Odds say AFC North looks like two-horse race

Posted July 24, 2012 @ 2:54 p.m.
Posted By Mike Wilkening

The Ravens and Steelers have tied for the AFC North title the past two seasons, with Baltimore winning the head-to-head tiebreaker in 2011 and Pittsburgh winning on the basis of a better division record in ’10.

As has been the case recently, it appears there is not a lot separating these two entering 2012.

Look no further than the division odds at the Las Vegas Hotel and Casino's SuperBook, where Baltimore and Pittsburgh were 6-5 co-favorites to win the AFC North as of Monday. At the Caesars Entertainment sportsbooks in Las Vegas, the Ravens were 11-10 favorites in the North, with the Steelers just a tick behind at 6-5.

The Steelers, who have a widespread and passionate fanbase, are generally popular with the betting public. Jay Kornegay, the vice president of race and sportsbook operations at the SuperBook, said more tickets have been written on Pittsburgh to win the division than Baltimore. In fact, Cincinnati (4-1) and Cleveland (25-1) also have garnered more AFC North-title support at the betting window than Baltimore, which has received “very little support” from a division-winning standpoint to date, Kornegay said. Also, LVH has written almost twice as many tickets and has taken a little more than twice as much money on the Steelers to win Super Bowl XLVII compared to the Ravens, according to Kornegay, who said he believes Pittsburgh is the better team.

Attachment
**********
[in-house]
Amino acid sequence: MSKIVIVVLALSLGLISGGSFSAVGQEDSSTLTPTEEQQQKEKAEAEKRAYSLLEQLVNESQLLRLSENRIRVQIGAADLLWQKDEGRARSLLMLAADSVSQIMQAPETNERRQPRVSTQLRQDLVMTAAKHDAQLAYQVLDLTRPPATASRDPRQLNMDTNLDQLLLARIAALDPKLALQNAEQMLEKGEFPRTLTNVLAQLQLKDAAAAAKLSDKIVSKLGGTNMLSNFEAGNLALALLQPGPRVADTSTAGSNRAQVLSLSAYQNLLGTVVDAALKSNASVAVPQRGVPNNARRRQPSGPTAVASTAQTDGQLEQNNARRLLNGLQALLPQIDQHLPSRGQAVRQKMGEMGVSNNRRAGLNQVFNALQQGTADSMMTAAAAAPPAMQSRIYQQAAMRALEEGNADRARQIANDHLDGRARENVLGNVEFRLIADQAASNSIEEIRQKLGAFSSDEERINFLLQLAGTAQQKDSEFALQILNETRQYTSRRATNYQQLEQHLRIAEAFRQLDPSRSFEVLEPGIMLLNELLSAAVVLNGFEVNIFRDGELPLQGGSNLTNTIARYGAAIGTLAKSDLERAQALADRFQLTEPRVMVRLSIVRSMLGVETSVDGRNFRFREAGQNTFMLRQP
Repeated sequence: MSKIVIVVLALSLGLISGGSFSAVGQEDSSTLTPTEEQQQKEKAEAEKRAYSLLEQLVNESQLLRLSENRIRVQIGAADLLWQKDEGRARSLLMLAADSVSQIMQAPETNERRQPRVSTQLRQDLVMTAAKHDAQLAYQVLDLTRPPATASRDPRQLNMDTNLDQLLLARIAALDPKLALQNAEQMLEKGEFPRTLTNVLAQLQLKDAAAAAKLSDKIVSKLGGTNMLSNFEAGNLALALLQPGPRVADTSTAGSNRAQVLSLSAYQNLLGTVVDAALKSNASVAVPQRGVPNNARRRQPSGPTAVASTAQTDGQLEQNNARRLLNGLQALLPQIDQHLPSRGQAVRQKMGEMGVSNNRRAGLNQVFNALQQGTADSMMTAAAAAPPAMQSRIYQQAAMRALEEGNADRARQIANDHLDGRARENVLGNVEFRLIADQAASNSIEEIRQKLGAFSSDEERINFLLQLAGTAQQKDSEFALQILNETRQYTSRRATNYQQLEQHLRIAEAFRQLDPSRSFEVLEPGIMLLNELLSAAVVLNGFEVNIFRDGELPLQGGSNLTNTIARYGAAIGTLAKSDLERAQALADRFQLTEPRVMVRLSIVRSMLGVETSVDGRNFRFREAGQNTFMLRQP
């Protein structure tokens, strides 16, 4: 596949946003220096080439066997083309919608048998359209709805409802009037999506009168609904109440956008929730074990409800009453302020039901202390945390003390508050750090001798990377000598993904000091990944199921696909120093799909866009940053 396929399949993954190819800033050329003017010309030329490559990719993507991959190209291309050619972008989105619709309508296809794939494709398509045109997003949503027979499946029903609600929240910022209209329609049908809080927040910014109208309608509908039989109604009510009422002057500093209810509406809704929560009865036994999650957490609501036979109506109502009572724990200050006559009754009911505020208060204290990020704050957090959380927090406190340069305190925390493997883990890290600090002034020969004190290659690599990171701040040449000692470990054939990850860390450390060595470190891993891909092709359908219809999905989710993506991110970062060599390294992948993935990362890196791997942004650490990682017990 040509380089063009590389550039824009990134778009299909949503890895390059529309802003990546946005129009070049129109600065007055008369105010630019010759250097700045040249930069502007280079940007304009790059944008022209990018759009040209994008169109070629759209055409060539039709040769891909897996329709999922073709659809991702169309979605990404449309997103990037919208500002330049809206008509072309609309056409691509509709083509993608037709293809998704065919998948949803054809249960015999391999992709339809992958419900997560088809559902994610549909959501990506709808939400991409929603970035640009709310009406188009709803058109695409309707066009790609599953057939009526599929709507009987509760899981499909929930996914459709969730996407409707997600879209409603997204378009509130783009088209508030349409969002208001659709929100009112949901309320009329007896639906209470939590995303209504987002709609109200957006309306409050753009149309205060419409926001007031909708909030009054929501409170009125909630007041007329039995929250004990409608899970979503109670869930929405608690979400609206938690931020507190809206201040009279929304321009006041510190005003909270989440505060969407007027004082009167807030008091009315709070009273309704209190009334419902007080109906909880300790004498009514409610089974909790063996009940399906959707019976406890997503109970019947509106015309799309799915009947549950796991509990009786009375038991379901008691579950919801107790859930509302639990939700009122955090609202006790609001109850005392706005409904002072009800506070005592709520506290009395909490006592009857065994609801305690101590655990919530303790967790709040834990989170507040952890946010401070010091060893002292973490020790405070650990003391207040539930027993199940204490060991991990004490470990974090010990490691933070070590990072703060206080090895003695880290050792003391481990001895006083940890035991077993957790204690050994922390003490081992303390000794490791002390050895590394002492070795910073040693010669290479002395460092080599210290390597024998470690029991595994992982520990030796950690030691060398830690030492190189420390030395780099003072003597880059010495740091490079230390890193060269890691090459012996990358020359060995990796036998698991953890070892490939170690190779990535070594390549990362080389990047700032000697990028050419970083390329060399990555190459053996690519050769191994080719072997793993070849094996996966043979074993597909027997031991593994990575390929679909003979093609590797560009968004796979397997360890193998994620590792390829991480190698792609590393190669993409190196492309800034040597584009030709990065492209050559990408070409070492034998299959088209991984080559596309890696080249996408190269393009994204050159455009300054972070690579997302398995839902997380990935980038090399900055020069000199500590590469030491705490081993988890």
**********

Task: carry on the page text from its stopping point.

Despite the discrepancy in bets, the Steelers and Ravens are both 14-1 to win the Super Bowl at the SuperBook. Moreover, the Ravens are 12-1 to win the Super Bowl at the Caesars books off a 15-1 opening line, with the Steelers now 15-1 after opening at 12-1. Caesars oddsmaker Todd Fuhrman sees the Ravens and Steelers as “clear-cut” favorites in the division and has “taken what we’ve expected” in Super Bowl bets on both sides.

The Bengals are perceived as the strong third choice in the AFC North — the primary alternative to Baltimore and Pittsburgh. However, the Bengals “haven’t attracted a whole lot of attention” from bettors, Fuhrman said. Cincinnati is 7-2 to win the North and 30-1 to win the Super Bowl at Caesars.

Kornegay expects Cincinnati, a surprise wild-card team in 2011, to take a small step back this season. He pegs the Bengals, 50-1 to win the Super Bowl at LVH, to win 7-8 games, calling them a “solid young team.”

The Bengals aren’t drawing much in the way of Super Bowl bets, however. In fact, the SuperBook has taken more Super Bowl bets on the Browns, who are 200-1. Both rank among the least popular clubs with Super Bowl bettors at the SuperBook, Kornegay said.

But say this much for the Browns — they have received some respect from professional bettors, Kornegay said. Sharp money pushed Cleveland’s regular-season win total from 4½ to 5 at the LVH. The Browns have the same total at Caesars, where they are 20-1 to win the division and 125-1 to win the Super Bowl.

Kornegay believes the Browns will be severely challenged during the early portion of their schedule, which looks tougher than a season ago.

“I don’t know how a team can have so many question marks year after year,” he said.

Here are projected regular-season win totals for AFC North teams at the LVH SuperBook and the Caesars Entertainment sportsbooks as of July 23. The vigorish on the Over and the Under for each total is listed from left to right, respectively, for each club.

Team                        Caesars                        LVH

 

Baltimore             10 (-105 / -125)          10 (+105 / -125)

 

Cincinnati            8 (-110 / -120)            8 (+110 / -130)

 

Cleveland             5 (-120 / -110)            5 (-110 / -110)

 

Pittsburgh           10 (-115 / -115)         10½ (+140 / -160)